An adequate visit to the dentist typically consumes the time and some of the times it is such an unpleasant scraping with mechanical tools to remove plaque from teeth. What if, a dentist could station for a small army of tiny robots to precisely and non-invasively remove that buildup? In the University of Pennsylvania a team of engineers, dentists, and biologists developed a microscopic robotic cleaning crew. Whereas with two types of robotic systems — the one to operate inside confined spaces and the other one designed to work on surfaces the scientists showed that robots with catalytic activity could ably destroy biofilms, sticky amalgamations of bacteria enmeshed in a protective scaffolding. These robotic biofilm-removal systems are valuable in a wide range of capable applications, to reducing the risk of tooth decay, endodontic infections, and implant contamination from keeping water pipes and catheters clean.

Biofilms, they arise on biological surfaces, such as on an object or in a joint or on tooth, like implants, catheters, or water pipes. Wherever biofilms form, they are scandalously difficult to remove, as they are like a sticky matrix that holds the bacteria provides protection from antimicrobial agents. This work, is published in Science Robotics, was led by Hyun (Michel) Koo who is from the School of Dental Medicine and Edward Steager of the School of Engineering and Applied Science.

For the switch this innovation down to the clinical application, the researchers or the innovators are receiving support from the Penn Center of Health, Devices, and Technology, an initiative support by Penn’s Perelman School of Medicine, Penn Engineering, and the Office of the Vice Provost for Research. As its known, Penn health-tech awards select interdisciplinary groups with support to create new health technologies. By plowing away the degraded remains of the biofilm, the chance of it taking hold and re-growing decreases substantially. The robots are precisely directed by researchers to wherever they need to go to remove biofilms, be it the inside of a cathether or a water line or difficult-to-reach tooth surfaces.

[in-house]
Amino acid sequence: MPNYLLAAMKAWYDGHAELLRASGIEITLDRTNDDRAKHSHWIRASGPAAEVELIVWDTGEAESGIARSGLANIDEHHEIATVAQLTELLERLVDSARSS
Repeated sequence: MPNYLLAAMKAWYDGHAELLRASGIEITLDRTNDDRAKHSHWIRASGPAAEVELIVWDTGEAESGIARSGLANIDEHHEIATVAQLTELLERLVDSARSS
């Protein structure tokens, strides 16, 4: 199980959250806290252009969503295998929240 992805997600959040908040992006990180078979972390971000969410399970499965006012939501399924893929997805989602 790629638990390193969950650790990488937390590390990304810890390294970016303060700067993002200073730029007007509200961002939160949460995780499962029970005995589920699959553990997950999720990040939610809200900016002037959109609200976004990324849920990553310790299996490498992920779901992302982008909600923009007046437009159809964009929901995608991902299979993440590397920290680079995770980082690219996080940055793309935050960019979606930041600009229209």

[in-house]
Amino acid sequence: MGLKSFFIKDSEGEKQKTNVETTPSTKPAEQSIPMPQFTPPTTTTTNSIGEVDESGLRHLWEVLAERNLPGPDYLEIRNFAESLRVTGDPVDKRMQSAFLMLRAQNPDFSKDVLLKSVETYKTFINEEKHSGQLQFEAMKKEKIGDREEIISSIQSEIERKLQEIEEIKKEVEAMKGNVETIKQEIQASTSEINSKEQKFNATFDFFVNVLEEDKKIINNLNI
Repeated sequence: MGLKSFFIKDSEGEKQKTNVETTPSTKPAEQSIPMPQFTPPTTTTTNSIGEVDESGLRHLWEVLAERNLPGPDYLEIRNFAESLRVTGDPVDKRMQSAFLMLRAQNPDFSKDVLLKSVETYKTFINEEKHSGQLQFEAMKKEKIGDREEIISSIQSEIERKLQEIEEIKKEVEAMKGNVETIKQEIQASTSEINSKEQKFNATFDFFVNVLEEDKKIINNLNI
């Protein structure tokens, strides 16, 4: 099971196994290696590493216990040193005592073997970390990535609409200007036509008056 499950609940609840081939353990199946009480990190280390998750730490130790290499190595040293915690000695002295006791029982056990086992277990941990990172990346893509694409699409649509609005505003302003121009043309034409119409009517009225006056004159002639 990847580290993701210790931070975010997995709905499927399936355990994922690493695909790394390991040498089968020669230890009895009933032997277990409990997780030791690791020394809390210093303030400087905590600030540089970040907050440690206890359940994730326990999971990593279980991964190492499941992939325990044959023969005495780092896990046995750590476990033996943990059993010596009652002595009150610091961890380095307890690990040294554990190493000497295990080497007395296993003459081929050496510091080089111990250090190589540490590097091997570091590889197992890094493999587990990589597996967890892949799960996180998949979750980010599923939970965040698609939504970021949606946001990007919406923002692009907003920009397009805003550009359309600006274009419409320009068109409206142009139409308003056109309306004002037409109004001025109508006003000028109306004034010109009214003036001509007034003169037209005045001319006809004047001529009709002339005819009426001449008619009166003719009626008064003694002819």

In Koo’s previous work, Koo and colleagues have made headway at breaking down the biofilm matrix with a maximum variety of outside-the-box methods. One planning has to employ iron-oxide-containing nano particles that work catalytically, activated hydrogen peroxide to release free radicals that can kill bacteria and destroy biofilms in a targeted issue. The Penn Dental Medicine team searched that groups at Penn Engineering led by Steager, Vijay Kumar, and Kathleen Stebe were working with a robotic platform that used very similar iron-oxide nano particles as building blocks for microrobots. The engineers are able to control the movement of these microrobots using a magnetic field, allowing a tether-free way to steer them.

The cross-school team collaborates and they designed, optimized, and tested two types of robotic systems, these are the group that calls catalytic antimicrobial robots, or commonly CARs, they are capable of degrading and removing biofilms. This first involves switching iron-oxide nanoparticles in a solution, further that can be directed by magnets to remove biofilms on a surface in a plow-like manner. The second stage entails merge the nano particles into gel molds in three-dimensional shapes. These were used to aim the target and destroy biofilms clogging enclosed tubes. The CARs were functioned to degrade and remove bacterial biofilms not just from a tooth surface but from most difficult-to-access parts of a tooth, which are mostly the isthmus, which are a narrow corridor between root canals where biofilms commonly grow. The CARs effectively killed all the bacteria which broke down the matrix that surrounds them, and removed the debris with high quality. After testing the robots on bio-films growth on flat glass surface and enclosed glass tubes, the researchers tried out many more clinically relevant application: Removing biofilm from hard-to-reach parts of a human tooth.

Treating biofilms that occur on teeth requires a great deal of manual labor, both on the part of the consumer and the professional. The hope to improve treatment options as well as reduce the difficulty of care. The penn health-tech team has a great clinical background on the dental side and a great technical background on the engineering side. We’re here to round them out on the business side. They have really done a fantastic job on the project.

-Vaidehi Thakurw

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